There are many elements involved, all concerned with the perception, decoding and synthesis of sound and time and thus there are many forms of amusia” (…) “A.L Benton distinguishes receptive from interpretive or performance and identifies more than a dozen varieties”
Musicophilia- Tales of Music and the Brain, pg. 106
Based on Oliver Sacks the author of Musicophilia, there are quite a few different musicality trouble. For example, one might experience, rhythm deafness, tone deafness, cultural rhythm deafness, no sense of scale, melody or harmony, pitch discrimination, dystimbria and more…
And that is because music is not just beats per minute…
Starting from the music
Usually what happens is, we go to a class, we learn a bunch of sequences, either to no-music or on a specific song.
Then we go to the milongas but we are not able to perform these same sequences on the music, unless we are lucky enough and that one song that our teacher used in class, is played in the milonga.
That creates a feeling of emptiness, as if we didn’t really dance.
In order to address this issue, we will focus on the music itself first. So go ahead and choose any 4 songs you like, from different orchestras, and start with actively listening, trying to make sense of the music.
Making sense of the music, happens in many ways:
- through hearing for its beat, tempo, rhythm etc
- seeing it, usually the timbre of the music is expressed as colour
- through taste, often times musicians when they talk about pitch they use taste-related words
- through movement; you might catch yourself tapping your foot, or swinging the arms
- or you might hum or sing etc
Try initially to just let all of these things happen, and make a note of them. Even if they are distasteful, don’t stop them from happening.
Be simply a witness and not a judge to the process
On a second level, we use movement to become aware of what the music feels like.
Personally, I did this like so:
Use simple, very basic movements that will not trouble you technically, to capture what the music feels like to you.
Initially, you will most likely become aware of your emotions, like feeling sad or happy, and attempt to express them through movement.
After that initial response though, try to look for the words behind those adjectives.
For example, the music might feel like a punch or a gentle touch. It might be like a total collapse or a light hop. Maybe it is epidermic or visceral.
The words will describe, how your body expresses your emotions, for example, sad could be bodily expressed through total collapse, while happy could be a light hop.
Finding the flow of the movement
The previous video will allow to notice your strengths and your weaknesses regarding perceiving and interpreting music.
Have in mind that “No one has all the talents, cognitively or emotionally. Tchaikovsky was keenly aware that his great fertility of melody was not matched by a comparable grasp of musical structure”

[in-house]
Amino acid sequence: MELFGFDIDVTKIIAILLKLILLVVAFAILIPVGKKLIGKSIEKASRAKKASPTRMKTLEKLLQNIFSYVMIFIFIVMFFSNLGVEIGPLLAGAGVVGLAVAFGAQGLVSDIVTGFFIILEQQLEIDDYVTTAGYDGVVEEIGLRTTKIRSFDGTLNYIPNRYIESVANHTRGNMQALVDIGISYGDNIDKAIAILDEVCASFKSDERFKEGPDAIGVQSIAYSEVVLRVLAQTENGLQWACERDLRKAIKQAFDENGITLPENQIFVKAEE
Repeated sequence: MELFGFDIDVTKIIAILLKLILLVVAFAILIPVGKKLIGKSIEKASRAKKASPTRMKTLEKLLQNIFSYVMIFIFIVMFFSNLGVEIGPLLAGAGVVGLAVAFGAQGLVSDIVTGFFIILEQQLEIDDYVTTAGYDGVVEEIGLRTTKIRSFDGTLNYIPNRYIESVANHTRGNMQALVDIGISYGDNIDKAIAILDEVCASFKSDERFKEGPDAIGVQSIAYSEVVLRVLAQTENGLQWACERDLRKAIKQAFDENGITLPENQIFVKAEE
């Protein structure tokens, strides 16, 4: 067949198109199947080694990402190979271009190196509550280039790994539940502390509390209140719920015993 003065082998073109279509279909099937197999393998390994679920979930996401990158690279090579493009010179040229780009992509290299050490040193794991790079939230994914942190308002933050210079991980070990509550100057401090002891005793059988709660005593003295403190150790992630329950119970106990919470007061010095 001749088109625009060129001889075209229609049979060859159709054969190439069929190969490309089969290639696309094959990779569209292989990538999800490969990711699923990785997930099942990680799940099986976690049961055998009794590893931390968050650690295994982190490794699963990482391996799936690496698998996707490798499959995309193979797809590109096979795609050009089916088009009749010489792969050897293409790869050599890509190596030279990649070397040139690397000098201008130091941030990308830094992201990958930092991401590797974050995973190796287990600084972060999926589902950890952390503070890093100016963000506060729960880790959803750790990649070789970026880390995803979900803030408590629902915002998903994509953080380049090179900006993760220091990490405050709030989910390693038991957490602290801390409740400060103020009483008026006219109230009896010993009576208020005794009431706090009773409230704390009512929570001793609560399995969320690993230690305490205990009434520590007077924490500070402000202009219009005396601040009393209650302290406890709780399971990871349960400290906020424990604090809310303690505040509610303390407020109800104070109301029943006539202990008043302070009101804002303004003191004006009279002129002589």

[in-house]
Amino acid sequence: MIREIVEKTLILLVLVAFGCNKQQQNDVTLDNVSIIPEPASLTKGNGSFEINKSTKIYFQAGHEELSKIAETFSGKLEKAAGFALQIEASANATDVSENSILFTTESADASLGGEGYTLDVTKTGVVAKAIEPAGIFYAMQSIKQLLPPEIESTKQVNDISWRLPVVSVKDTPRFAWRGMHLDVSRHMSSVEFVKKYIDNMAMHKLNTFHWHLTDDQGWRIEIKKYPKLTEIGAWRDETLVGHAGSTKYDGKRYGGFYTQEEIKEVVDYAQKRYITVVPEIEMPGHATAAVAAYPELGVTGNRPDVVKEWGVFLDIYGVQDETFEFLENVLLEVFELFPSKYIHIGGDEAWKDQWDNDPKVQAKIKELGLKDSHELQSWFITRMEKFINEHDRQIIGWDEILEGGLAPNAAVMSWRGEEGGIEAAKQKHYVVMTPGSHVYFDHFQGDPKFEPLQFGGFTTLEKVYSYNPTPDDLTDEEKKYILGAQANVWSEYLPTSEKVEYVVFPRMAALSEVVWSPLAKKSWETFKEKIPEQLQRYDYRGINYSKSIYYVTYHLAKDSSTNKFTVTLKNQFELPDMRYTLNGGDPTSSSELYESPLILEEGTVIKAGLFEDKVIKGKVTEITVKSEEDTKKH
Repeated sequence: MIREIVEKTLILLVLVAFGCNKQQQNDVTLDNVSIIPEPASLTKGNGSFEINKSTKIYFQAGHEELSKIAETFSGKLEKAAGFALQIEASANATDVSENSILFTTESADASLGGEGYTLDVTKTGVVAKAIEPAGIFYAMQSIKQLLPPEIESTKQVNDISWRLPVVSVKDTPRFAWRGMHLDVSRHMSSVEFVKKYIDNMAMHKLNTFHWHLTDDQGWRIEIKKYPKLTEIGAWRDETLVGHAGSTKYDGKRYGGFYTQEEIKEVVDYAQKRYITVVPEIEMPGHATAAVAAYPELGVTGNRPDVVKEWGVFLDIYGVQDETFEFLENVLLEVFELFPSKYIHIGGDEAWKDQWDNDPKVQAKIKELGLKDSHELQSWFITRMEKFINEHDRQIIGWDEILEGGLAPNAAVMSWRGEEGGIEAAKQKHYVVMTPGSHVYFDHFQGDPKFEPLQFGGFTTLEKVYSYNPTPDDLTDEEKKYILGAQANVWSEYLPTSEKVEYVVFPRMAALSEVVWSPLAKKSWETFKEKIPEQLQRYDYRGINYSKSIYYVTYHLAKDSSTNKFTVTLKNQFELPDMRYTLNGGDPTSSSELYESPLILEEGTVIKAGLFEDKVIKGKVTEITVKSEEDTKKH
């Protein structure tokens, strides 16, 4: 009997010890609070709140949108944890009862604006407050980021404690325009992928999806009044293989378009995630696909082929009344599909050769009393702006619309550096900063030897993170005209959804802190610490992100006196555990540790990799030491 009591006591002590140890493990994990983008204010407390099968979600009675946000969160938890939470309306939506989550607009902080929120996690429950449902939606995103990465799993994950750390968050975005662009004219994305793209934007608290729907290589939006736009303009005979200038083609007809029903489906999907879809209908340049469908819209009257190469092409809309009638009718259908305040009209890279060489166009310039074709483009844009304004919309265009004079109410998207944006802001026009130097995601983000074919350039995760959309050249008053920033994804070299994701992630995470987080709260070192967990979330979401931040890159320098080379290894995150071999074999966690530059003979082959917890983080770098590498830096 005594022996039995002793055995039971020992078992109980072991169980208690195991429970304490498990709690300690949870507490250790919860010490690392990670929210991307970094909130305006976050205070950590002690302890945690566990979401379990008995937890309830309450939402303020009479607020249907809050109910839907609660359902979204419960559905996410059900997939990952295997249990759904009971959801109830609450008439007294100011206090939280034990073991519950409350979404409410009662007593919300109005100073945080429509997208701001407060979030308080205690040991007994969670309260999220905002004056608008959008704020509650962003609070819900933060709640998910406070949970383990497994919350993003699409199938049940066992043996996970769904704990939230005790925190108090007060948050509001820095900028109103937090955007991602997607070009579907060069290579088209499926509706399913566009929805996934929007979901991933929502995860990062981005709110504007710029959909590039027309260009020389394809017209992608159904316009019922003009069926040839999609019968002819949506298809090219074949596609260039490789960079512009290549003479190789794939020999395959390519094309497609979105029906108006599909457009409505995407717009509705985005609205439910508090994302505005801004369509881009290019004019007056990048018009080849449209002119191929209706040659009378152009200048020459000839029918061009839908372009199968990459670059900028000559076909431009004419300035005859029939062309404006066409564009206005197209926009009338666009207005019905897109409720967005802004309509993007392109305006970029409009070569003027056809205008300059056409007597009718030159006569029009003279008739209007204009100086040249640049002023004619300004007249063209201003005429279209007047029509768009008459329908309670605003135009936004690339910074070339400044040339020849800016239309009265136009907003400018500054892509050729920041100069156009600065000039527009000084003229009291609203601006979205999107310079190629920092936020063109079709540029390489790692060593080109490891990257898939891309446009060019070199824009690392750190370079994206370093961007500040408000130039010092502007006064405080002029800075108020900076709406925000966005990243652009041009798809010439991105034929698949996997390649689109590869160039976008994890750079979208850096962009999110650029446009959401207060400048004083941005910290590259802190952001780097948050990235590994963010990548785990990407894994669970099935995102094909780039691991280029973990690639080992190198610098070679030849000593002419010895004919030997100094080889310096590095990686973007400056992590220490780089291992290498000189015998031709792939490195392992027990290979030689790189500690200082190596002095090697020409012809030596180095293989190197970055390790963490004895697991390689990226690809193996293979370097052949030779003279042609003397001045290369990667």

Musicophilia- Tales of Music and the Brain, pg. 98
This comes to say that overall we should acknowledge our weakness and bet on our strengths!
And since I am here writing an article on musicality aiming to help anyone who finds him/herself as weak in perceiving and/or interpreting music, I will suggest for this next video, that we focus on something that we all are a bit stronger in; movement; basic Tango movement.
Every move has an optimal rhythm. A rhythm that allows us to perform it efficiently and smoothly. That rhythm needs to match the rhythm of the music, for the movement to make sense, express what the music feels like and create a sense of calmness and confidence.
You know when your teacher says: “Don’t think, just do it!”
There is a time to work with consciousness as shown in the videos above and a time when you need to act on things.
On the dance floor there is really no time to think things through, to put your conscious mind to work. On the dance floor it is the time to ACT! And hopefully you have practiced enough for that action to be successful
Sooooo after all this work, I think you deserve an extra night out, on the dance floors allowing yourself to respond, to act on the music!
But if you like more videos on musicality you can look at this page: https://bautanz.com/argentine-tango-technique/musicality
P.S: The title is inspired by the wonderful book written by Bonnie Bainbridge Cohen: https://store.burchfieldrose.com/ProductDetails.asp?ProductCode=SFABOOK
Genre: Essays & Opinions
Story posted by: Chrisa Assis
About the author: Dance Teacher, Professional Dancer, Writer from Toronto
Published: 23 Apr 2019 @ 01:30
Last modified: 23 Apr 2019 @ 04:38